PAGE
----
November 29, 2012 5 Comments
I’m a big advocate for better understanding customer needs, particularly in the jobs-to-be-done form. Companies should spend more time on this, instead of the all-too-common approach of implementing someone’s vision in a near vacuum. Although I admit it isn’t easy to do. Focus groups are a start, but are both logistically and financially hard to scale, and fraught with their own issues. So the state of getting customer insights is still fairly immature.
So I was interested when I received this email invitation from American Express:
See there? AmEx wants to better understand my needs. Charge cards fall into that overall payment realm which includes PayPal, Square, Stripe, Google Wallet, etc. It’s a deep part of our society and something we can all relate to.
Sure, the most basic job-to-be-done is:
When I am purchasing something, I want to provide payment to the seller. Success means I complete the purchase.
But is that all there is? No, of course not. I have jobs around paying off AmEx, understanding my spending habits, merchandise assurance, along with emotional ones like a feeling of assurance I can buy when I want to. AmEx even works on fulfilling a status-based job-to-be-done. Extending out from there, there are adjacent jobs related to the purchase decision process before the transaction and better understanding my financial activity after the transaction. Heck, I’ll bet AmEx could come with more areas where I have relevant jobs-to-be-done.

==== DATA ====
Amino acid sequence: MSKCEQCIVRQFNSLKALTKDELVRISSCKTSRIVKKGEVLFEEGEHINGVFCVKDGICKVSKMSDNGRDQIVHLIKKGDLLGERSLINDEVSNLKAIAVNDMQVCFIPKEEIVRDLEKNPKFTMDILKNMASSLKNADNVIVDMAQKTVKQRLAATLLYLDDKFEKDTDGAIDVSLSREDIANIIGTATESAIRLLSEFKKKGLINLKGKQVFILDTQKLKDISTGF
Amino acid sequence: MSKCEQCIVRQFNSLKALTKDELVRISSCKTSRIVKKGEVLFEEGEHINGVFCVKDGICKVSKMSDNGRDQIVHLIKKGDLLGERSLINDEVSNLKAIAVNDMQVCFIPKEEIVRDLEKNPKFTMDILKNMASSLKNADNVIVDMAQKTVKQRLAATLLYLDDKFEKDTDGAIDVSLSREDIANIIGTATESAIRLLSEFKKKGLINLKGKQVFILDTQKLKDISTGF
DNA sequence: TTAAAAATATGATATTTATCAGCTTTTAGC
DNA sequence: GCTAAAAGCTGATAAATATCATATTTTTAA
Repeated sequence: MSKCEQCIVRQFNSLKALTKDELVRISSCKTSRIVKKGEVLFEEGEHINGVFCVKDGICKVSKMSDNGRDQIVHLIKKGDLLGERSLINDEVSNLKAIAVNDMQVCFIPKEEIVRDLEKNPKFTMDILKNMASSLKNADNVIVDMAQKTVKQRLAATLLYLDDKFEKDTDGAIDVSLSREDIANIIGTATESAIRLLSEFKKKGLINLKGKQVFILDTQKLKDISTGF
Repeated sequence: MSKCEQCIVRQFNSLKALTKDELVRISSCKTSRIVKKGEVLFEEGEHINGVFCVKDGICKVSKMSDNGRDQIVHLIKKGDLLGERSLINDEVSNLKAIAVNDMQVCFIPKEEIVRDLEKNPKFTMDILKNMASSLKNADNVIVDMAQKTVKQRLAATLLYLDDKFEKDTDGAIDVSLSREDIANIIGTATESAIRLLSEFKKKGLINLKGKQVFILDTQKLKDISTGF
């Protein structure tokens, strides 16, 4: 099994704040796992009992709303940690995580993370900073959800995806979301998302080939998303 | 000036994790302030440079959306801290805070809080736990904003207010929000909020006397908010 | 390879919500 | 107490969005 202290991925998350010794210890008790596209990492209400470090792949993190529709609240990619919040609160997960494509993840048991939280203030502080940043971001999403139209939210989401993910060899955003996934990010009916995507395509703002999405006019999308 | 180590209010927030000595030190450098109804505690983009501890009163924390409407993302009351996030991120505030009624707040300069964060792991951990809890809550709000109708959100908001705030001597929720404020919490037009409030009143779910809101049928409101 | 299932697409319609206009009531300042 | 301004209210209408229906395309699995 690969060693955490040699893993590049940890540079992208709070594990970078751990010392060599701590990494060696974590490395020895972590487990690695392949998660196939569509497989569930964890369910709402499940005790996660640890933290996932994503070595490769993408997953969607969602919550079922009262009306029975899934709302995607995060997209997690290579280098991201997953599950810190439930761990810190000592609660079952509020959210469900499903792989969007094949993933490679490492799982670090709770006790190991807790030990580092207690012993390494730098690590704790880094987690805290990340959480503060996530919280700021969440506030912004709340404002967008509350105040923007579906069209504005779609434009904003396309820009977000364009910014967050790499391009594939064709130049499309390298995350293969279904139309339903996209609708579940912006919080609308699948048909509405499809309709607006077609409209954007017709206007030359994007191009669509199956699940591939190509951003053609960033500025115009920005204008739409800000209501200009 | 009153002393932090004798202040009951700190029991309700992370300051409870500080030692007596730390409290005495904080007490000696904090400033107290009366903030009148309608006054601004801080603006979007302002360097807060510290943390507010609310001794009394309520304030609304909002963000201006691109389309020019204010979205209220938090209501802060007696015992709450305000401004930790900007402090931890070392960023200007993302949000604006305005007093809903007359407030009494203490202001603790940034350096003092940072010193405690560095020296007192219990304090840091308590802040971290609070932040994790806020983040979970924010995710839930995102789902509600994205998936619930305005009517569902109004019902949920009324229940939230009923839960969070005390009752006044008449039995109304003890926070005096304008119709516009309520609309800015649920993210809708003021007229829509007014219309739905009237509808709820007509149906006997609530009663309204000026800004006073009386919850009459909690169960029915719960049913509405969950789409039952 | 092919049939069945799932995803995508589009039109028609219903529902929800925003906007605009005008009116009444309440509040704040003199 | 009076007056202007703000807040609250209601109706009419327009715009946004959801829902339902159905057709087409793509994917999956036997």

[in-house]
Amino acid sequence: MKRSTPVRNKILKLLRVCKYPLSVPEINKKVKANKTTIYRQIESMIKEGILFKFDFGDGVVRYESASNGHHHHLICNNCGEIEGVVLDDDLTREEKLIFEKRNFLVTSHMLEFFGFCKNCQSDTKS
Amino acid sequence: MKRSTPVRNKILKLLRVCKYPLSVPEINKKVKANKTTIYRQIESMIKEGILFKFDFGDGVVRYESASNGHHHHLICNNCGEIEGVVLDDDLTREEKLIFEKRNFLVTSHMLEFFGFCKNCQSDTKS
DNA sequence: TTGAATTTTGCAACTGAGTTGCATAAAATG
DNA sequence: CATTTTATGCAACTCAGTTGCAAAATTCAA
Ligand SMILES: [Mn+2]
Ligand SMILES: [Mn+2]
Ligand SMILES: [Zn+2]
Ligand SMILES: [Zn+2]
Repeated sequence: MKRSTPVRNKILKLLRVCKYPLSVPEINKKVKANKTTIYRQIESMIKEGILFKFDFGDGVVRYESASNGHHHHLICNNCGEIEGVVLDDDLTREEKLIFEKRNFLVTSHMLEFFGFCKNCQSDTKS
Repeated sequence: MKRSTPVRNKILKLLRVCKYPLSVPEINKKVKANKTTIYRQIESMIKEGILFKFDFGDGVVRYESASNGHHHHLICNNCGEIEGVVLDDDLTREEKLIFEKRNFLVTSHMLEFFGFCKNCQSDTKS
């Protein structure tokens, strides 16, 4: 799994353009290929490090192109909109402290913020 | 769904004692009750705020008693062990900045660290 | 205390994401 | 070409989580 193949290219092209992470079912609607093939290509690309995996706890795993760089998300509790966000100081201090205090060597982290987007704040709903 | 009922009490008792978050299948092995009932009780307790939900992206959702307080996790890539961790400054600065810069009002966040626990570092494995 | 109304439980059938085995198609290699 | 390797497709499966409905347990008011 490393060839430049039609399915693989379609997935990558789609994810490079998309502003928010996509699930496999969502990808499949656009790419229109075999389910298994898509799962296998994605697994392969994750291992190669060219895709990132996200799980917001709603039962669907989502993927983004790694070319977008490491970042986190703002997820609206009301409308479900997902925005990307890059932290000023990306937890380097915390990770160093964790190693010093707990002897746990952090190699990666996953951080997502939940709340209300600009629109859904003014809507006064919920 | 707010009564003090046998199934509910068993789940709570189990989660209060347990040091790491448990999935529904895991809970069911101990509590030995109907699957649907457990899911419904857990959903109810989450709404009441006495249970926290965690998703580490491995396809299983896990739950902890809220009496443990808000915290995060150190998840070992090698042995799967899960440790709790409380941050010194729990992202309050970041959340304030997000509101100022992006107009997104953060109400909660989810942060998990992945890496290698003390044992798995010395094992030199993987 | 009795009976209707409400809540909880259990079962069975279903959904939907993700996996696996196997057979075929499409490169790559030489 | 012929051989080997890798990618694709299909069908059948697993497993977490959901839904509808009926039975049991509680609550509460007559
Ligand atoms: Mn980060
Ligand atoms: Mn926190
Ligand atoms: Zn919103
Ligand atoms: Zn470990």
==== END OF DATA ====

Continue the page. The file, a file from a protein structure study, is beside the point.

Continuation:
I click on the Begin Survey button in the email, passing through three set-up screens first:
Now, if you look at those three screens, that’s a good amount of setup. An intro screen, a list of “helpful hints” and finally confirmation of the product I’m using. Feels like I’m about to undergo a weighty exercise.
Well…no. Rather, this is the meat of the entire survey:
A net promoter score question. NPS has become more and more popular, and is a simple report card on how your customer perceive your product or service. Customers who click 9 or 10 are called Promoters, 7 or 8 are Passives, and 1 to 6 are Detractors (read more on net promoter scores). For the record, I picked ’7′. AmEx is a fine card, but in my wallet I can’t really distinguish it from my Visa or Mastercard. It’s the only charge card Costco takes, so I can recommend it based on that.
But a broader question occurred to me. What will AmEx do once they have all the NPS’s collected from customers? Say the NPS comes in averaging ’9′. They’re done, right? Pretty much nailing it. If it comes in around ’7′, they’ll wonder what is wrong, why people aren’t more gung ho.
Assuming they will take action based on the NPS collected from us customers, I can see a few paths here for what happens next.
Marketing focus: Product is fine as-is, it’s the messaging around it that we need to improve. Also, we’re not reaching customers where they are. TV is declining, we need new ways to get across why our card is better. That will get our NPS’s up.
Internal product development focus: Work on ways the card features and experience can be improved. Smart people work at AmEx, and they can come up with some interesting approaches. Focus group the ideas after they’ve honed them down to a few. That is, get customer insight after the fact.
Jobs-to-be-done focus: As Steve Blank espouses, there are no facts inside your company’s walls, get outside of your purely internal focus. Initiate a program of exploring jobs-to-be-done by customers. Incorporate customer wants into determining the design of new products. This is insight before committing to any ideas.
Indeed, the NPS is a great first cut on identifying customers to approach about getting deeper insight. Each person’s NPS is essentially a window telling you how well AmEx Green matches their particular jobs-to-be-done.
What do you think AmEx will do next?
I’m @bhc3 on Twitter.